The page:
I had very troubled teen years. Sure, most teens have their struggles, but I was an emotional wreck who couldn’t fit in socially to save my life and suffered from chronic depression. As a result, my parents sent me to a psychiatrist. It did me good and I leaned a lot about myself. I eventually chose to discontinue therapy after realizing that I was just going to him to complain about my life rather than work through my problems. In more than a decade of therapy, I never told him I was a crossdresser. The whole time, I was in fact in denial about it myself. After all, society frowns heavily on such things.
It took me a long, long time to come to terms with, but I finally accepted the fact that I am indeed a crossdresser. It’s not just what I do, it is who I am. An amazing thing happened as a result – I stopped hating myself. Even more amazing, I learned how to love myself. I can honestly say that I love myself, I love my life and I love being a crossdresser. There’s a lot of room for improvement in my life, but things aren’t so bad. I’ve got a decent job, a loving wife who accepts me as I am (and happens to enjoy my crossdressing very much) and finally found the courage to go online as Gabrielle and interact with other crossdressers.
I’ve met some very interesting crossdressers and become good friends with a few. Unfortunately, I’ve also come across so many crossdressers who are confused about who and what they are. Many of them hate their lives and hate the fact that they feel the need to crossdress. Many more have accepted themselves as they are, but are married to a woman who does not accept their crossdressing. The old “I married a man, not a woman” argument flies frequent and furious in online crossdressing communities. My wife accepts me… why not the wife of every crossdresser? What’s wrong with them? How can I help?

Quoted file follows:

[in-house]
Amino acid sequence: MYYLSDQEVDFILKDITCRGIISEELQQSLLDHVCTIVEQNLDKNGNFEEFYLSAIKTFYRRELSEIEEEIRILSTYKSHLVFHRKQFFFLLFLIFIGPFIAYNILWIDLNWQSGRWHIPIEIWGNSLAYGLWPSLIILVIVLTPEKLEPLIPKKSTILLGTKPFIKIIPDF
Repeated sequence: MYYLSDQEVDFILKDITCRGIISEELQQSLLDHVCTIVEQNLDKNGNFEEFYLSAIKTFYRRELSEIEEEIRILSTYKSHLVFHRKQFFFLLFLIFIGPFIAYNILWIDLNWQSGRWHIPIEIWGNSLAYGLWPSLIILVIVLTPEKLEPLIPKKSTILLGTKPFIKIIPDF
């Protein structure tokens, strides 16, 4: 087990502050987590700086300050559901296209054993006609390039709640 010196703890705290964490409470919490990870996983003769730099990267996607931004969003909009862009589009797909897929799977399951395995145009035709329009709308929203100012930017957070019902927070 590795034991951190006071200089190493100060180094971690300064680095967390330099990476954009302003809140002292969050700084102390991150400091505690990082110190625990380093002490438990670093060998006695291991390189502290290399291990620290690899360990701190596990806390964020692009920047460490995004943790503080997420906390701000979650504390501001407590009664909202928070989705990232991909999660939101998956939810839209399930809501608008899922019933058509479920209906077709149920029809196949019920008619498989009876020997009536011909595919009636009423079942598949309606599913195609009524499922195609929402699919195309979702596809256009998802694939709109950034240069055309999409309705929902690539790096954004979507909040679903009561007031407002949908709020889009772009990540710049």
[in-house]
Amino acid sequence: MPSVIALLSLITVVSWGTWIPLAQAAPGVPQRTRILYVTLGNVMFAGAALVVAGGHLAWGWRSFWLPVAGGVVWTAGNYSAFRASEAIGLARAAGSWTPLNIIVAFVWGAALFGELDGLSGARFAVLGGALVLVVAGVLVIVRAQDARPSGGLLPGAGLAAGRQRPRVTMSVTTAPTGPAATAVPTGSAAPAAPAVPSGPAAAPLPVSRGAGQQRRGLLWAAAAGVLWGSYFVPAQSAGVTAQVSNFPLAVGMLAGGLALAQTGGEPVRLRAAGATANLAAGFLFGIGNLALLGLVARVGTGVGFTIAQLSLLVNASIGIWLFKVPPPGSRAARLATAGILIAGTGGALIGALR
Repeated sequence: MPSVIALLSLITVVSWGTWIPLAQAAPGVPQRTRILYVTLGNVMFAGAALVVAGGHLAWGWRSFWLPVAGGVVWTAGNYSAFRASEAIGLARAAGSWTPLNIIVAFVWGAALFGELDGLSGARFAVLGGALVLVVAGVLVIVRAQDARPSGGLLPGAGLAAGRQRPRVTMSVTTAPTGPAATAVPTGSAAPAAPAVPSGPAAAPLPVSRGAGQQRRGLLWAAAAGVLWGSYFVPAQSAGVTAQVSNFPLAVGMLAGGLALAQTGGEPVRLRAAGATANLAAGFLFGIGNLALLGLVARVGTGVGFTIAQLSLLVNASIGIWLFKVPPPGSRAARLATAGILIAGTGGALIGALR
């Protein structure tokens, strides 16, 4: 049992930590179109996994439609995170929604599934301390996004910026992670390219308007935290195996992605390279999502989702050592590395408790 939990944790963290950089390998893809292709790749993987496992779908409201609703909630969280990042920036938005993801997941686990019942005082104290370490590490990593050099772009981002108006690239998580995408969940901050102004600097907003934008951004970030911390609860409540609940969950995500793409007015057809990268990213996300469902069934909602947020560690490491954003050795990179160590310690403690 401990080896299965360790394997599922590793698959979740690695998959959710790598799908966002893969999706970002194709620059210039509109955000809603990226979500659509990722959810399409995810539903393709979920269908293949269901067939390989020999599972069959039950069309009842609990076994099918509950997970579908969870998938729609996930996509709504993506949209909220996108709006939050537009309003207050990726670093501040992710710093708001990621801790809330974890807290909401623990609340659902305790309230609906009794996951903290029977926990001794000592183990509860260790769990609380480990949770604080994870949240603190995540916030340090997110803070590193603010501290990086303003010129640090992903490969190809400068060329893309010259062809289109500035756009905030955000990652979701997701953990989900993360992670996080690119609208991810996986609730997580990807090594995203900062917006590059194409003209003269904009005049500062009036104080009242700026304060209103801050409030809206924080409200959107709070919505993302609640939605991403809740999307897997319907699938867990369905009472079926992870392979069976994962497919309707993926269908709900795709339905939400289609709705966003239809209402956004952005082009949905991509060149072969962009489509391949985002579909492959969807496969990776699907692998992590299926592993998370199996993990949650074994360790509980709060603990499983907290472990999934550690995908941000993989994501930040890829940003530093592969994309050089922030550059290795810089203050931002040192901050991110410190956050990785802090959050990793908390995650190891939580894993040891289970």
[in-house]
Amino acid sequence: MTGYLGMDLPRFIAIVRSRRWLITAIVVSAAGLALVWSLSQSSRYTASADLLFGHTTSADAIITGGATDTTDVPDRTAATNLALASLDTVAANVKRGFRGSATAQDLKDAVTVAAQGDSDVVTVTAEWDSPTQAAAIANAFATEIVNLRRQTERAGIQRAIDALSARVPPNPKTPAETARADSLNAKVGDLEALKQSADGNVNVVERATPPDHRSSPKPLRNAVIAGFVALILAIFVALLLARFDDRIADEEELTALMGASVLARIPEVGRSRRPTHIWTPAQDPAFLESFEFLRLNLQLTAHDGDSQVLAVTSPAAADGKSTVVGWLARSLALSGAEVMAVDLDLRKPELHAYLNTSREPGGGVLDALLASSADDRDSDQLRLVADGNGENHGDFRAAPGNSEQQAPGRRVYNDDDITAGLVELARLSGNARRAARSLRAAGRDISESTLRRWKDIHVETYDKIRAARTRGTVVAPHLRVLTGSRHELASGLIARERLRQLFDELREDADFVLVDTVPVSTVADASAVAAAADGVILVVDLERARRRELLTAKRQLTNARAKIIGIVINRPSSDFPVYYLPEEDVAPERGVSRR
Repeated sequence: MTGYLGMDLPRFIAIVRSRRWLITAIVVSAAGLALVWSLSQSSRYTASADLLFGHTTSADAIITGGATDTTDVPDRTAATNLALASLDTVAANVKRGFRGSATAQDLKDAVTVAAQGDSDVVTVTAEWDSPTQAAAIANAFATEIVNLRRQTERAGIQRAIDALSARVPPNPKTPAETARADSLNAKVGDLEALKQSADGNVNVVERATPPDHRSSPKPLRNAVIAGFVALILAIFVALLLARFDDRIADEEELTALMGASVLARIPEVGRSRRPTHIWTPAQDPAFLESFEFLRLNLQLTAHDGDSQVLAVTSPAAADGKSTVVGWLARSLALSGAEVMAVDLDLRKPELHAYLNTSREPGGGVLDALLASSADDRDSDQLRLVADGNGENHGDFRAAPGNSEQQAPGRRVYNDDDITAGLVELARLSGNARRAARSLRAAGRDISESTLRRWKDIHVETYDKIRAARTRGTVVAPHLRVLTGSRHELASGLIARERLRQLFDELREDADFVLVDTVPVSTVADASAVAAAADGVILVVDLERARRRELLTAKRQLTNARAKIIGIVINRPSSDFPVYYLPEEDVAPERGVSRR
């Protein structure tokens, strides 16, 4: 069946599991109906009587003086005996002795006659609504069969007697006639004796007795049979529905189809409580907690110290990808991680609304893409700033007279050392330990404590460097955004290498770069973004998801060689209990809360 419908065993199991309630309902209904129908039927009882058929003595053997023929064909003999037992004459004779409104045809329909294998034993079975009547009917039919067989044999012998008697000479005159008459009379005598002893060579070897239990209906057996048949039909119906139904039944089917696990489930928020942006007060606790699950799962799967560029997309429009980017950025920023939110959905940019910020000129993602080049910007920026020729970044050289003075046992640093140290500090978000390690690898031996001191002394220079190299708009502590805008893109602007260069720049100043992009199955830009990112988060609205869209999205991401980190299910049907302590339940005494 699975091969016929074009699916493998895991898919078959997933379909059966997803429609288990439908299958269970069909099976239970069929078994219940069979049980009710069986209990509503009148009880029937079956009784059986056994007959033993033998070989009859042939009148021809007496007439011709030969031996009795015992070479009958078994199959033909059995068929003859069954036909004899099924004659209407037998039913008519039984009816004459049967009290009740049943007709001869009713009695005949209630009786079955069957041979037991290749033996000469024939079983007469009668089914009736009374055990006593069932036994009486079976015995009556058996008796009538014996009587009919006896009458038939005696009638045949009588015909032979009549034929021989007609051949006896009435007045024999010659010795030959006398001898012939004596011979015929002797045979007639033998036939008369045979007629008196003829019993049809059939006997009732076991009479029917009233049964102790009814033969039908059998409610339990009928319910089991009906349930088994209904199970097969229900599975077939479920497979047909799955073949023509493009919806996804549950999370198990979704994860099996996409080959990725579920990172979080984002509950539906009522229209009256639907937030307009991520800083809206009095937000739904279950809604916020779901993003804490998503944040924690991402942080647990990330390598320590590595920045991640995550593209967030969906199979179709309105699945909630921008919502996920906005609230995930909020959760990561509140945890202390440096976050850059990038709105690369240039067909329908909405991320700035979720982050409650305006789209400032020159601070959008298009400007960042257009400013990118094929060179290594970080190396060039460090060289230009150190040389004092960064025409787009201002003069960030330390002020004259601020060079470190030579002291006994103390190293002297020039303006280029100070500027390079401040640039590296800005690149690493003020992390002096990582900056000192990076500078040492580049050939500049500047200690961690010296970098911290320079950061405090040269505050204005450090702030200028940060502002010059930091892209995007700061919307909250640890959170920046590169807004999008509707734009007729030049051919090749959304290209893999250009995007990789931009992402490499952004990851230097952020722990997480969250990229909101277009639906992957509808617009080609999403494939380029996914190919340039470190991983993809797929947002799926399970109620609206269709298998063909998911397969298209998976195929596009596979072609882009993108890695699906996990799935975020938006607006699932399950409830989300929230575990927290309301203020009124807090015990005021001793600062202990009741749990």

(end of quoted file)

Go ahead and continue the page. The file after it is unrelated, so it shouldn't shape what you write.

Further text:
Seeing so much pain in people, fellow crossdressers that I can relate closely to, caused quite an unexpected burst of emotions in me. I wanted to incorporate crossdressing more into my own life and at the same time help other crossdressers find peace and happiness in their own lives. The emotions caused me much stress and difficulty sleeping at night. I decided to go back to my old psychiatrist and discuss an important point that I failed to share before.
There I was back on the couch: this time older, wiser, and with very specific goals in mind. I showed my doctor some photos of Gabrielle to which he said “she’s a very attractive woman”. I thanked him for the compliment and explained that she’s me. He asked me a series of questions to determine my sexuality and where I’m at with things in this aspect of my life. At the end of the session, he determined that I’m heterosexual, not “a woman trapped in a man’s body”, not looking for a sex change, and very comfortable with my crossdressing. He gave me a clean bill of mental health and flat out told me “you’re certainly not crazy”. He also said that we should have a few more sessions to sort out my flood of new emotions, which I agreed. I’ve never been happier in my life and I’m planning on making some big changes. I want to do this right.